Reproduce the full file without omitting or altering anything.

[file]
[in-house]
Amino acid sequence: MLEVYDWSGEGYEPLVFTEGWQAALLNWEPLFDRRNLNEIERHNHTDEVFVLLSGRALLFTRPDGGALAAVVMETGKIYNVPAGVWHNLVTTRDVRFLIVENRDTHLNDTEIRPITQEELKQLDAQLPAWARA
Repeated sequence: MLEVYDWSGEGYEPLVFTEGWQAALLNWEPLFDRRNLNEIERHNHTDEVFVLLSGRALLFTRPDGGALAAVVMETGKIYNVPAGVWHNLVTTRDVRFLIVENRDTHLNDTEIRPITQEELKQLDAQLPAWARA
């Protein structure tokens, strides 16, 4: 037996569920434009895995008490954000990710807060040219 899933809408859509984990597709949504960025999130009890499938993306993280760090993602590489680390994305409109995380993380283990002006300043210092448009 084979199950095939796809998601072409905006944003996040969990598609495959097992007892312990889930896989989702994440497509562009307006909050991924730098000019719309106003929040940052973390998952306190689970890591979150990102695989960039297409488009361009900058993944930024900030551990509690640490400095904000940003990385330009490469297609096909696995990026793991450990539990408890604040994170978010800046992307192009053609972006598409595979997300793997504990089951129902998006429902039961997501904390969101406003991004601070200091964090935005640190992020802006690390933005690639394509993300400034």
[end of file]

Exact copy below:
[in-house]
Amino acid sequence: MLEVYDWSGEGYEPLVFTEGWQAALLNWEPLFDRRNLNEIERHNHTDEVFVLLSGRALLFTRPDGGALAAVVMETGKIYNVPAGVWHNLVTTRDVRFLIVENRDTHLNDTEIRPITQEELKQLDAQLPAWARA
Repeated sequence: MLEVYDWSGEGYEPLVFTEGWQAALLNWEPLFDRRNLNEIERHNHTDEVFVLLSGRALLFTRPDGGALAAVVMETGKIYNVPAGVWHNLVTTRDVRFLIVENRDTHLNDTEIRPITQEELKQLDAQLPAWARA
């Protein structure tokens, strides 16, 4: 037996569920434009895995008490954000990710807060040219 899933809408859509984990597709949504960025999130009890499938993306993280760090993602590489680390994305409109995380993380283990002006300043210092448009 084979199950095939796809998601072409905006944003996040969990598609495959097992007892312990889930896989989702994440497509562009307006909050991924730098000019719309106003929040940052973390998952306190689970890591979150990102695989960039297409488009361009900058993944930024900030551990509690640490400095904000940003990385330009490469297609096909696995990026793991450990539990408890604040994170978010800046992307192009053609972006598409595979997300793997504990089951129902998006429902039961997501904390969101406003991004601070200091964090935005640190992020802006690390933005690639394509993300400034």